The Fraser Valley, which was arguably BC’s hottest housing market in 2017, and a large benefactor of ‘the drive to qualify’, appears to have taken an unpleasant turn in recent months.

The drive to qualify is phenomenon seen in every housing boom, it’s the process of moving far away to a region where real estate is more affordable and where one can actually qualify for a mortgage. This drive is often led by a fear of missing out as prices inflate across the city, creating a speculative mania enhanced by stories to justify the ever increasing prices.

As buyers scrambled to enter the market, sales surged hitting an all time high in 2017 while inventory simultaneously plunged to record lows. From January 2016 to January 2018 buyers drove the typical condo higher by an eye watering 88% Per the MLS benchmark.

Fraser Valley condo price
Fraser Valley MLS Benchmark price for a condo.

The rapid increase in prices and record low inventory spurred real estate developers into action. Housing starts in 2017 hit a fresh high, reaching over 9200 units, surpassing a previous high set in the last housing boom which ended abruptly in 2008.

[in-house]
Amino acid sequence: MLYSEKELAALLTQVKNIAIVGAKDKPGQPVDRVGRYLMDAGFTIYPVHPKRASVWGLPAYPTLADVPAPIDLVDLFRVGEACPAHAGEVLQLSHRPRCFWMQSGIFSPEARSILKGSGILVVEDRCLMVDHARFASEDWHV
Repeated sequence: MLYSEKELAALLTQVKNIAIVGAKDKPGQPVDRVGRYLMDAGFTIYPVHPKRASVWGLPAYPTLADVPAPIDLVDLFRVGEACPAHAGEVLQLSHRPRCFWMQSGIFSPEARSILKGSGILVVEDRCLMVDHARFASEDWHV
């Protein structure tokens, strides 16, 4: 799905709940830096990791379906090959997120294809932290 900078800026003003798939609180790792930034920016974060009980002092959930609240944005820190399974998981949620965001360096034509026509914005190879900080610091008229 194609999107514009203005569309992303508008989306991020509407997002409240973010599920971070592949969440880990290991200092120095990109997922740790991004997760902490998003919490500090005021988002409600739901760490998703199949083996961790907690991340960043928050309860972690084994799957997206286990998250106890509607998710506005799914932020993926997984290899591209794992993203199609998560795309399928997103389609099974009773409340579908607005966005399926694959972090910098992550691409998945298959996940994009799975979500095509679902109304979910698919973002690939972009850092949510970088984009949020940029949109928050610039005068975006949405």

Fraser Valley housing starts
Fraser Valley annual housing starts.

However, with credit tightening and a barrage of policies aimed at cooling the market, buyers have retreated.

While condo sales are still above the ten year average, they have taken a steep decline, dropping 50% year over year in October. This trend has been going on for several months now and has allowed inventory to climb 153% from last year.

Fraser Valley condo inventory
Fraser Valley condo inventory as of October 2018.

The recent run-up in inventory has been particularly concerning in parts of the Valley, including Langley and Abbotsford where it has surged 405% and 208% respectively. The swelling of inventory has left sellers desperate for a buyer, even for the once popular pre sale condo, which is now offering increasing buyer bonuses.

As a result, the benchmark price for a condo in the Fraser Valley has slipped for four consecutive months, the first time doing so since 2008. Given the recent outlook, one can’t help but ponder how much of the recent run-up in the Valley was built on speculation and overly optimistic projections?


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